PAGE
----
The 100 Greatest and Worst Sequels Of All Time (70-61)

Sequels represent the best and worst of Hollywood. The good ones revitalize tired franchises and add new chapters to stories we already love and the bad ones serve no other purpose than to milk a few more cents out of an already dead cow. Good or bad, they’re an inevitability. Hollywood always has been and will always be a business, with sequels being their bread and butter. This list examines both the bread and the butter, or in other words, the follow-ups that put the emphasis on both the former and the latter of the word.

This list is a collaboration between Sailor Monsoon and Kane, with Sailor tackling the good and Kane taking on the ugly. Both of which had to abide by two rules:

1) Only one film per franchise, unless the franchise reboots with a new cast (James Bond, Star Trek, X-Men, Etc.)

2) It has to be an official sequel, so previous adaptations don’t count (this excludes the Silence of the Lambs) nor do “unofficial” sequels (this excludes the Three Colors trilogy, the Cornetto trilogy and the Vengeance trilogy) 

This is the 100 Greatest and Worst Sequels of All Time.


70. X-Men: Apocalypse (2016) | WORST

Maybe this franchise is just doomed to have bad part 3 entries. The Last Stand circled this list for a while, but I can ultimately forgive it for the hand that was dealt to Brett Ratner with all the behind the camera issues. However, with Apocalypse, they had everything going to make this a grand film. First Class and Days of Future Past were universally loved and critically praised even despite DOFP having Halle Berry’s Storm in it.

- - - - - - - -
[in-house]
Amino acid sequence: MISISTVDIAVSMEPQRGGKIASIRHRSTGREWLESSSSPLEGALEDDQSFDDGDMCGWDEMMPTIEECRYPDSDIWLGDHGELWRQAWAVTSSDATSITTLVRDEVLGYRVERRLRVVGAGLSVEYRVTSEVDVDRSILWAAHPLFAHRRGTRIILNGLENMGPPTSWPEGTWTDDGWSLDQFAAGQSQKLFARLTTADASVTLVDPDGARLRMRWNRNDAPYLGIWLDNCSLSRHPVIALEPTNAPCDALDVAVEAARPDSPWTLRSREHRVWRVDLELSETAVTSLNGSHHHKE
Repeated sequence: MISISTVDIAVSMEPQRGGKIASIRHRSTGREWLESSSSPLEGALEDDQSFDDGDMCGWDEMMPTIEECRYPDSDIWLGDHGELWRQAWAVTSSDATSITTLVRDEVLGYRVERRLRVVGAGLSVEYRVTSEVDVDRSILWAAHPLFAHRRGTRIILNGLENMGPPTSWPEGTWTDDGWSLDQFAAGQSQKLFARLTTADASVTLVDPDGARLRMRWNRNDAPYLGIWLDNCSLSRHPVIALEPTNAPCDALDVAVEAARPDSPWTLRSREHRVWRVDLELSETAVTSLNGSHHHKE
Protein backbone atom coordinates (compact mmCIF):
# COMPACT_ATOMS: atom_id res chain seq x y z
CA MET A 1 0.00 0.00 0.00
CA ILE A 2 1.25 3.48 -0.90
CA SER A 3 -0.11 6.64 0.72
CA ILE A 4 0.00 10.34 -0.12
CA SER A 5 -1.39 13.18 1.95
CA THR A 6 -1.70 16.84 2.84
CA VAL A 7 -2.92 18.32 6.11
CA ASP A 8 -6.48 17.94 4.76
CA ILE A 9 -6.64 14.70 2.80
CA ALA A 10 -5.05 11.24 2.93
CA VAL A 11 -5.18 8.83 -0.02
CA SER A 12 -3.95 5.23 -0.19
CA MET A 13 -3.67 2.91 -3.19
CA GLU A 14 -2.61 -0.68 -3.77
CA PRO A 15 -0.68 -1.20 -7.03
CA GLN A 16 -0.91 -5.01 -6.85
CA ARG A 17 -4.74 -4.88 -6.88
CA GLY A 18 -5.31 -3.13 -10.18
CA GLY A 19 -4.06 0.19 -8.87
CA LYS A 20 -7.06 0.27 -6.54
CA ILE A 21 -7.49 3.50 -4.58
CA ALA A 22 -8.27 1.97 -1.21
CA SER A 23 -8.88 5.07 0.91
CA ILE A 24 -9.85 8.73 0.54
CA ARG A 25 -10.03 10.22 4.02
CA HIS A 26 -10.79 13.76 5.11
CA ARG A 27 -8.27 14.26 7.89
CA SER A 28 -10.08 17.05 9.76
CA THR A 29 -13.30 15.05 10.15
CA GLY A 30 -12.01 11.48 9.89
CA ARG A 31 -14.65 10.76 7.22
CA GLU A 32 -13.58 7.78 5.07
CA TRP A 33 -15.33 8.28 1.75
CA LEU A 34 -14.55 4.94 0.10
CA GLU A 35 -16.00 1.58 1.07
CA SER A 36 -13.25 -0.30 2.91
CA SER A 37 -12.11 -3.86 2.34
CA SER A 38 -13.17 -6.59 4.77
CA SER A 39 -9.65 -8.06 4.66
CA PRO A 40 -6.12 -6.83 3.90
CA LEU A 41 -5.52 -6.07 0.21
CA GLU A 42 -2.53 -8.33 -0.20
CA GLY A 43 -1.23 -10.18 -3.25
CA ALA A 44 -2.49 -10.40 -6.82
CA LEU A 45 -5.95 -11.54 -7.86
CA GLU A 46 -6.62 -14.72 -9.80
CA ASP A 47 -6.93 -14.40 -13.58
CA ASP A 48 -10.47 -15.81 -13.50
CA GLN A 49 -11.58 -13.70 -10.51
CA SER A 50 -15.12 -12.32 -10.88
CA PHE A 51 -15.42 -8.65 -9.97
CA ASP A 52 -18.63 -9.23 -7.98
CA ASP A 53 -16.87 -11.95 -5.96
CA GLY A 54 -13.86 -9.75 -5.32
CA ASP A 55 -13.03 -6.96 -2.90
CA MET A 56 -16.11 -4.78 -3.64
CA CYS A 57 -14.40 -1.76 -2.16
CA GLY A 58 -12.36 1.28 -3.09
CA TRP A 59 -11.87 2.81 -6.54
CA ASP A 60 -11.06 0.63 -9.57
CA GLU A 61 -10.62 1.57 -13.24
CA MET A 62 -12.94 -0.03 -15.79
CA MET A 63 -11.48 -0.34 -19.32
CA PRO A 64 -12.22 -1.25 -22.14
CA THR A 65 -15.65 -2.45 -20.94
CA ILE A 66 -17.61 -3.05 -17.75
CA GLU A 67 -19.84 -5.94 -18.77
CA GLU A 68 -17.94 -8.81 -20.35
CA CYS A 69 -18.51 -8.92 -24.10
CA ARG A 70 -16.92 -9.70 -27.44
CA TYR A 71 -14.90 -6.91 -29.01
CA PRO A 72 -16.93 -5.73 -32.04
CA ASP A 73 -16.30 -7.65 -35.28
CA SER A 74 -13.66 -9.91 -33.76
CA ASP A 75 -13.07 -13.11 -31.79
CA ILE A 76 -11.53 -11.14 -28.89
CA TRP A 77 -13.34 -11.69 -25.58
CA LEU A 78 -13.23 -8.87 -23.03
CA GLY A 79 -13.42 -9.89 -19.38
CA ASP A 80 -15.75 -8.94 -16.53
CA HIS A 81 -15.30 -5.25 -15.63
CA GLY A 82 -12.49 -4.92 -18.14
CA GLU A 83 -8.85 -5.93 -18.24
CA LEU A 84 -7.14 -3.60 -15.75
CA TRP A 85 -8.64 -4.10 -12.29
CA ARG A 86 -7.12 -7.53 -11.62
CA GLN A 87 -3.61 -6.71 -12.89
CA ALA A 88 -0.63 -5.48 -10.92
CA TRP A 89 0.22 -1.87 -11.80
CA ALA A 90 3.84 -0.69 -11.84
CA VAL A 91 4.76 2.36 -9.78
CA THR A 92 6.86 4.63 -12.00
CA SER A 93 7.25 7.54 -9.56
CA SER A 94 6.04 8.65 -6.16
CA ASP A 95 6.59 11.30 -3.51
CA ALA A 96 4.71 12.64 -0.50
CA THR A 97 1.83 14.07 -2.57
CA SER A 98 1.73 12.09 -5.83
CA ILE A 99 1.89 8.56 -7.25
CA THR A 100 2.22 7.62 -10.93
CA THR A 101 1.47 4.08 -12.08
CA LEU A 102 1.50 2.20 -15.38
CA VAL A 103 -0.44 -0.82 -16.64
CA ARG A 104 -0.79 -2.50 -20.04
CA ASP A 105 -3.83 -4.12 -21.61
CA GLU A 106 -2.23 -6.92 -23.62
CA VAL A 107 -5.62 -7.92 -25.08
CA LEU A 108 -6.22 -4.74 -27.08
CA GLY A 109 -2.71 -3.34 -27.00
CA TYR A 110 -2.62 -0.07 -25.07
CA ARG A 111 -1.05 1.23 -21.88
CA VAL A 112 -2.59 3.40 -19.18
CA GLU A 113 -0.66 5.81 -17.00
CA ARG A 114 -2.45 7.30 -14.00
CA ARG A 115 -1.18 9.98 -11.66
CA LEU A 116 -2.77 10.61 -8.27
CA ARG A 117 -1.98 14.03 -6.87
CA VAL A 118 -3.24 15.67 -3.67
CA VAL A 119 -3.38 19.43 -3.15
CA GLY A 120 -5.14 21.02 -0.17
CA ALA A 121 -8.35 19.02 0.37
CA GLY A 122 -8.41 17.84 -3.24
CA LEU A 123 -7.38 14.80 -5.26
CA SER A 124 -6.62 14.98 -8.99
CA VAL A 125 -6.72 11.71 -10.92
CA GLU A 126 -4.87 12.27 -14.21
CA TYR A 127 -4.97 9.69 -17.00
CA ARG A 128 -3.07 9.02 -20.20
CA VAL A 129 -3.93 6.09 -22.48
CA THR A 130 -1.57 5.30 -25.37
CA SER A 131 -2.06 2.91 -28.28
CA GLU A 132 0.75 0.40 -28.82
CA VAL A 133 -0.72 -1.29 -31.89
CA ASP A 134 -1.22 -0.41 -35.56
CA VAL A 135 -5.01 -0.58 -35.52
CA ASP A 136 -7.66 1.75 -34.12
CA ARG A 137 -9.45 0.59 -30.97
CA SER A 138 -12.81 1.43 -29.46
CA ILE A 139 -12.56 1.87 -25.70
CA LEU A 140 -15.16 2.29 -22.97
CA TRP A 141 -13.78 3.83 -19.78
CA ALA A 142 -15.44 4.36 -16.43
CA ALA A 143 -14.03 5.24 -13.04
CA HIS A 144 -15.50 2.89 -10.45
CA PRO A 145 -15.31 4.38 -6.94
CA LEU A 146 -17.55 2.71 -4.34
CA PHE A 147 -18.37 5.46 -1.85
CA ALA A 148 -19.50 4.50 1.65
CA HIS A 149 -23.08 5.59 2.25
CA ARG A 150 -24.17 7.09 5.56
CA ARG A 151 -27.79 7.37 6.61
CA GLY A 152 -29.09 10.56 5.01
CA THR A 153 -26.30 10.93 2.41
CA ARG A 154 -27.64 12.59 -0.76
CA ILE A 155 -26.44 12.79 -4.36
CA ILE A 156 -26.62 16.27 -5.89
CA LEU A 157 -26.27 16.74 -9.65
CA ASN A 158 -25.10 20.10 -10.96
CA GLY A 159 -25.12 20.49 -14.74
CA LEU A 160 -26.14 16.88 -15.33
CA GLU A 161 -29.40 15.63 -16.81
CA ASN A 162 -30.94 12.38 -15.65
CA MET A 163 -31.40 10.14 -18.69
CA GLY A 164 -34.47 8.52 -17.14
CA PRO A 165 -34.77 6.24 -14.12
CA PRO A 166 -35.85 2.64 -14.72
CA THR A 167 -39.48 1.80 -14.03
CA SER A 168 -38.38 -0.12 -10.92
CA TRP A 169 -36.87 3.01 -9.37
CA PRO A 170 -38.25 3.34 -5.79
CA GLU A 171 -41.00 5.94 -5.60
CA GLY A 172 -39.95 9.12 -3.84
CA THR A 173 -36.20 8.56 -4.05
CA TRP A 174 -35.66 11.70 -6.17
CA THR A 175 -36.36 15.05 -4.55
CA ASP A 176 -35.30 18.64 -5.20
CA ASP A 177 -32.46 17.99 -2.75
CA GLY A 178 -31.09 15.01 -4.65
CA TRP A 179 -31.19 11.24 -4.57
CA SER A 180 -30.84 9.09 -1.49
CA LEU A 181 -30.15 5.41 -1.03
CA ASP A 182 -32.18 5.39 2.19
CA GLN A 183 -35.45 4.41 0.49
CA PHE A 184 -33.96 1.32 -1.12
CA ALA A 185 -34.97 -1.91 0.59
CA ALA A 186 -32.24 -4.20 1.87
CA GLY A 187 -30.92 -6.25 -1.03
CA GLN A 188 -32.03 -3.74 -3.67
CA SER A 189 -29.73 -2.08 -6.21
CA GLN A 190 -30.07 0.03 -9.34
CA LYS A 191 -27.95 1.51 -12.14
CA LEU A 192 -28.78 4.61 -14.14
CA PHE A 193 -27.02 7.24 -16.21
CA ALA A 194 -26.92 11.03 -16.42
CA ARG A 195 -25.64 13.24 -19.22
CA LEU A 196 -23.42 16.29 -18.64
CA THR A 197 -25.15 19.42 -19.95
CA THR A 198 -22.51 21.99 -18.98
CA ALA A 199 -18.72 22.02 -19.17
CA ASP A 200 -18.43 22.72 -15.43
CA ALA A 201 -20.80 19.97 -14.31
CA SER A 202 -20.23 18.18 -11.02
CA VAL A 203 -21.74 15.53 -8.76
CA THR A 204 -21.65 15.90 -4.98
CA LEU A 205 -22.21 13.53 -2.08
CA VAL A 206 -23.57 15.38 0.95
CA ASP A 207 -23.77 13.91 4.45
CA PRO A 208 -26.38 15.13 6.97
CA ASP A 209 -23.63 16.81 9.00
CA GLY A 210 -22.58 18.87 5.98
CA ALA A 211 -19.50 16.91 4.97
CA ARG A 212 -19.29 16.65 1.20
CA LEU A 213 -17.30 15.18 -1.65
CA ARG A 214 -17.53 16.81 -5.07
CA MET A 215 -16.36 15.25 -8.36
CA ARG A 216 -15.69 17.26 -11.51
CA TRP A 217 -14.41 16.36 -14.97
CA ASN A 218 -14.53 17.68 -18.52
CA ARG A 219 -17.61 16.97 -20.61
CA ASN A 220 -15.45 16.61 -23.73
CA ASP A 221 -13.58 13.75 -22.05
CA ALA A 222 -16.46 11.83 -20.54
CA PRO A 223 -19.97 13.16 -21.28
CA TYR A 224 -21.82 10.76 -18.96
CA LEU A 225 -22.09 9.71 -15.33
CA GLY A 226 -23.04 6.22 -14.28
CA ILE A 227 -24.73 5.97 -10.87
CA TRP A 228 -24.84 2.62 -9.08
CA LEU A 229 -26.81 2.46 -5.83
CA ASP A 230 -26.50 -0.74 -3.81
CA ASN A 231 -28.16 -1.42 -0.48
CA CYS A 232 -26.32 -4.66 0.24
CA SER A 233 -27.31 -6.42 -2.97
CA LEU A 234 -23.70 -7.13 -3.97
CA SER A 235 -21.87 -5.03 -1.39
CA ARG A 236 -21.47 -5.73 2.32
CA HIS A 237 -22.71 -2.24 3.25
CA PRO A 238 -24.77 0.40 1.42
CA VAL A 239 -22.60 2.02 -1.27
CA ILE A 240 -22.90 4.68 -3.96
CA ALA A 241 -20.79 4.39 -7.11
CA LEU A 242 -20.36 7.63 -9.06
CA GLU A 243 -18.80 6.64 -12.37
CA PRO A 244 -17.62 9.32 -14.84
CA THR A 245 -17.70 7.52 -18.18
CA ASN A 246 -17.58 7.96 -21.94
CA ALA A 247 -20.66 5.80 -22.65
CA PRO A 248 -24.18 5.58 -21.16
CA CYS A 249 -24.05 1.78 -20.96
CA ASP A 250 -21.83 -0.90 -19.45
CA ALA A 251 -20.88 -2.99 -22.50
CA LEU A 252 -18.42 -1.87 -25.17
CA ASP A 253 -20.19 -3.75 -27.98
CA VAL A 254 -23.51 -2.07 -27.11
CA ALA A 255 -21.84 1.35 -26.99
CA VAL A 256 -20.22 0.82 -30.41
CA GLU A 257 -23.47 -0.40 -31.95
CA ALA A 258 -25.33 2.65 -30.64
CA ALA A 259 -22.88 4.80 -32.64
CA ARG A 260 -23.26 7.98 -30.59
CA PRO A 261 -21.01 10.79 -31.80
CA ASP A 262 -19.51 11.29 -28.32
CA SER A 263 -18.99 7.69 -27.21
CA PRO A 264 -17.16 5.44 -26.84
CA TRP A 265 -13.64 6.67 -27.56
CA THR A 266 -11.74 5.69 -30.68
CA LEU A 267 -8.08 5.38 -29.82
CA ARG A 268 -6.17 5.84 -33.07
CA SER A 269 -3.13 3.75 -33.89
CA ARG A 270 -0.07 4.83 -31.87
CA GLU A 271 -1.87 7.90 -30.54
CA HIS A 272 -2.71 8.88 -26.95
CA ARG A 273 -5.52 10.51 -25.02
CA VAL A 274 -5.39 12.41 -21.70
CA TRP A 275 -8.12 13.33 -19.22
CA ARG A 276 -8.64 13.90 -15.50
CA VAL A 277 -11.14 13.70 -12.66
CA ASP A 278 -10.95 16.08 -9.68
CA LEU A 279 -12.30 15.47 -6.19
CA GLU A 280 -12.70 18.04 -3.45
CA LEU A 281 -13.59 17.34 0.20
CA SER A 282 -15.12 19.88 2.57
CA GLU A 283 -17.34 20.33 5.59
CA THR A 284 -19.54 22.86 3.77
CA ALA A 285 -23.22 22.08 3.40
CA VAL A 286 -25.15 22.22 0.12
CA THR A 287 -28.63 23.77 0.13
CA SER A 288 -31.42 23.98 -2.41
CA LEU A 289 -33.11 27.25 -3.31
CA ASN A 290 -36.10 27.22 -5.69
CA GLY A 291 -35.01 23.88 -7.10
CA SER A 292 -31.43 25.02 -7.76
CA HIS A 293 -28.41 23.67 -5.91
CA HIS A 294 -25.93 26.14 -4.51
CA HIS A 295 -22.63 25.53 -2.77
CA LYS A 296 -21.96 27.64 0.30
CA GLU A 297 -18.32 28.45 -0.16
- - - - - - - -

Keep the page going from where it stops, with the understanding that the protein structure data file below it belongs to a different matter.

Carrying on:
What was the issue? I think it comes down to two things really. 1) The big bad that pretty much all of us had been waiting for to show up in this franchise was simply a dud. He wasn’t intimidating and not the Apocalypse we had all hoped for. This was just a waste of talent for someone like Oscar Isaac. 2) The foundation of the first two films and essentially this whole franchise was the characters. Apocalypse fell into the sequel trap of grand effects and explosions and yada yada. It took focus off the character driven narrative outside the scene that turned Magneto bad again, only to have him redeemed yet again for him to eventually turn back to bad in future films, right? Only for him to be redeemed in the future future. Just a letdown altogether.


69. Austin Powers: The Spy Who Shagged Me (1999) | BEST

A strong contender for the best movie annoying people killed through overuse of quotes. Unfunny people flocked to this movie like fat kids on cake, damn near ruining it with their incessant need to quote it, Borat and the Sixth Sense to death. You’re horny, you see dead people and you have a wife. I get it. It wasn’t funny the first time and it sure as hell wasn’t funny the 174378 time. Thankfully, enough time has passed that all the people who were obsessed with this are now dead, leaving a real comedy gem for the rest of us to enjoy without the fear of anyone quoting it back at us. The film rehashes gags and plot elements from the first one but the additional characters are fun (Mini Me and Fat Bastard), the time travel plot is entertaining and Dr. Evil’s subplot with his son (played by Seth Green) is great. It’s groovy baby, yeah!

Oh god no. It’s happening again…

*slowly puts gun in mouth*


68. Poltergeist III (1988) | WORST